A high-ranking Baltimore schools computer expert has complained to the top school official that a consultant is charging too much on a multimillion-dollar technology project.
The assertions by network engineer Richard A. Morales raise new questions about a school contract that is under scrutiny by internal and outside auditors since it doubled in costs within a year.
Morales detailed his concerns in a resignation letter June 6 to city education chief Robert Booker that has been widely distributed in the school system and forwarded to the mayor and other city officials. Booker met with Morales and persuaded him to stay on the job, school officials say.
In his two-page letter to Booker, Morales also contends that the president of the computer consulting firm and the project manager have tried to stop staff from talking to the school auditors.
The consultant, Information Control Systems, strongly denies that the contract costs too much. "If anything, we have underbilled," said ICS President Garland O. Williamson. "I have no idea what motivated him to write that letter to Dr. Booker. Some of this is ludicrous. It's slanderous."
School board President J. Tyson Tildon promised that the complaints were "being looked into" but declined further comment. Booker could not be reached yesterday.
Booker's successor, Carmen V. Russo, said she had not seen the letter but plans to promptly review the school technology operations. Russo, who will take over running the 103,000-student system July 5, has been in charge of school improvement and technology as an associate superintendent in Broward County, Fla. "I've been told I have to look into it carefully," she said yesterday, "and I will."
Morales declined to comment yesterday, saying only that he had rescinded his resignation Monday.
A sensitive time
His allegations come at a sensitive time for the city school system, which is working to tighten financial controls after being embarrassed less than a month ago by two lucrative, no-bid consulting deals stemming from a major energy savings program. Those revelations led to a separate audit, the resignation of the chief financial officer and the one-month suspension of the business officer.
Morales wrote that he could "no longer tolerate" the way in which ICS is running the technology project.
"They have threatened people's job status and overinflated their worth as contractors to the school system," Morales wrote Booker. "The amount of monies paid for the services received is disproportional. The overall attitude of this group of people is profoundly arrogant."
For nearly two years, Morales has been intimately involved in the city schools' efforts to modernize their antiquated computer systems. He redesigned a critical piece of the hardware network before joining ICS on the technology project last summer. In May, he became a top school employee in the 70-member technology department.
The school board hired ICS, a local computer company, for $5.2 million to be its technology consultant last year. ICS won an 18-month contract to make sure there would be working computer systems to track students, issue paychecks and buy supplies, all of which required reams of paperwork in the past.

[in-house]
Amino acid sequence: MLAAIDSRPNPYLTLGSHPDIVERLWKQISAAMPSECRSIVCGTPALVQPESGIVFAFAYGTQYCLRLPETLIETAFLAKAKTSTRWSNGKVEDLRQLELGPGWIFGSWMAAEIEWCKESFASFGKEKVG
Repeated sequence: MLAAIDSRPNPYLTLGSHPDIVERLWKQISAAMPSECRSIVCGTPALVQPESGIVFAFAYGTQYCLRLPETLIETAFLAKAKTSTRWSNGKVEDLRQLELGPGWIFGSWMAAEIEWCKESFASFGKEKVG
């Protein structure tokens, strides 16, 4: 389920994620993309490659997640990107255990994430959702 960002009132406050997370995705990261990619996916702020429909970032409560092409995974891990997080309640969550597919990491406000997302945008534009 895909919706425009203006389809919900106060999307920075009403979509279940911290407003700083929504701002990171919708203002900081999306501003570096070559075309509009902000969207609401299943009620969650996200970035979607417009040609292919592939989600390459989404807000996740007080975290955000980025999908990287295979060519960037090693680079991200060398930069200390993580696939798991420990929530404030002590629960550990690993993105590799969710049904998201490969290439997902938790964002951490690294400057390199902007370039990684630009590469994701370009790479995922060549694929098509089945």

But the costs quickly soared. Within eight months, the ICS consultants wanted an additional $1.5 million for more work. Two months later, they brought in a new bill for $750,000. By April, the contract had reached $11.4 million.
School officials quietly paid the bills to cover subcontracting, extra services and a burgeoning number of computer technicians on temporary visas whose work got billed at rates from $65 to $140 an hour. It wasn't until April that the contract was revised to increase controls over how the money was spent.
Williamson has blamed the higher costs partly on the school system's underestimate of the work needed to avert a Y2K computer crash. ICS also took on additional duties, designing the schools' Web page and building a data warehouse, which weren't in the original contract.
Though the school system has a technology department, it was ICS' project manager, Donald Hall, who became the schools' "chief technology officer." In his dual roles as consultant and school department head, Hall has directed most of the work that resulted in the spending increases.
The cost overruns prompted state Superintendent Nancy S. Grasmick to order a financial review in late April and the school system to conduct an audit. Grasmick acknowledges general satisfaction with ICS' work.
In his letter, Morales contends that Williamson and Hall had instructed the staff not to talk to the auditors without their approval. Hall issued a May 16 memo, obtained by The Sun, ordering the entire technology department to refer any requests from auditors to him.
"I believe their methodologies are designed to keep this system under their influence for as long as possible," Morales wrote, "and then when the money is gone, they will move on and simply say that they did everything they could for those 'poor misguided' people."
Morales' salary is an example of the "disproportional" rates he says ICS is charging. His work was billed at $130 an hour, documents show, yet he was paid less than a third of that rate. He received a raise when he went to work for the school system for $91,600 a year.
Much of his letter complains about Hall's managerial style. Morales describes Hall as an autocrat who has made offensive comments in the office and been abusive to several school employees.
Hall vehemently denied the accusations, saying no one has made such a claim against him in his 35-year career
"That's baloney," he said. "I don't know what Richard is talking about. If he was a man, he would come sit down with me, which he hasn't."
Williamson was outspoken in his defense of Hall. "Don is a very tough taskmaster," he said. "That is what the school system needs."